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8/31/2017 11:10 AM

NorCal 50+ wrote:

Listening to the Moto 60 podcast, I have to say I disagree about the excuse that Americans got smoked by Herlings at the Ironman because they focus so much on SX.
When Johnny O' whipped Thorpe's butt in 1986, the Americans (myself included) pretty much used that one race to declare US superiority for the next, what, 20 years? As far as the US was concerned (egged on by MXA calling Thorpe the word's fastest novice) that one race proved everything-- end of story, close the book. But Thorpe had some kind of problem that day if I remember correctly.
Anyhow, you can't have it both ways. The big story in '86 is that the American riders were so much better BECAUSE they raced Supercross. It supposedly made them more aggressive and better with timing jumps and going over huge jumps. Now we are arguing the opposite effect- it is 30 years later but I just don't think it's legit at all. And if SX is eroding our talent pool to the point that Herlings came to a foreign track on an unfamiliar bike and made them look like Vet B riders, we have a serious problem!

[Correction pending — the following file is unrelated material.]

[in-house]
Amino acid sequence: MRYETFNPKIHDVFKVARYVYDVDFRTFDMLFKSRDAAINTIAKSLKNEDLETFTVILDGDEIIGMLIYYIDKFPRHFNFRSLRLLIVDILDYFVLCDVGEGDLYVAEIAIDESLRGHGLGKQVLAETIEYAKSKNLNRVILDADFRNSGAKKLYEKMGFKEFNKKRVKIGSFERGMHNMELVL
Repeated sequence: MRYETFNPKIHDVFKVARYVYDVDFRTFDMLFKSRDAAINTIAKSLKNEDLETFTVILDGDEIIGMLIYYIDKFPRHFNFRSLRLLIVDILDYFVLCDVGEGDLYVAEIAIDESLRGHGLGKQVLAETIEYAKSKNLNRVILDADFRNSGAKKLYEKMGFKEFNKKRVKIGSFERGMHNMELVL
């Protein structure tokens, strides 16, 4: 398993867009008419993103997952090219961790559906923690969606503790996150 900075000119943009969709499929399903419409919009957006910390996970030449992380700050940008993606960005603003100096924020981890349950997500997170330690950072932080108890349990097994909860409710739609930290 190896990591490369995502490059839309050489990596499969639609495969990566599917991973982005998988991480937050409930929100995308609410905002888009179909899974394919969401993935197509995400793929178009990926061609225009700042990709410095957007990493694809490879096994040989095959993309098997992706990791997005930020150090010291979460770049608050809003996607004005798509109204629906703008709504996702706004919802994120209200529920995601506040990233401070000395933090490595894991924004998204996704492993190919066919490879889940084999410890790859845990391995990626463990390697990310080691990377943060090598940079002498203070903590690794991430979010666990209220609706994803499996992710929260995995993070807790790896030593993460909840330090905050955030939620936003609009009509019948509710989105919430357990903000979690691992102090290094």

When Thorpe was about 40 he came & raced the south western champion in UK. It's prob the strongest regional champs in UK & the expert class was stacked. Plenty of decent young national riders amongst a load of fast local experts. Adam Chatfield came back at one point after he had been racing SX in states. Didnt break top 10 in expert class that day. Anyway point is Thorpe used to turn up in pickup, roll bike off back & kick all our asses, pretty much every race. He won the title for a few years down there.

He style looks relaxed but his corner speed is seriously fast & certainly not novice like I can assure anyone. smile

Onto the point about the states speed. Do you think it's also a case of the rest of the world improving also. If you look at the amount of the countries that can produce world class riders, the GP have been more competitive & that will raise the standard of riders.

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8/31/2017 11:14 AM

Talent doesn't know geography.

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Take it to the limit, one more time!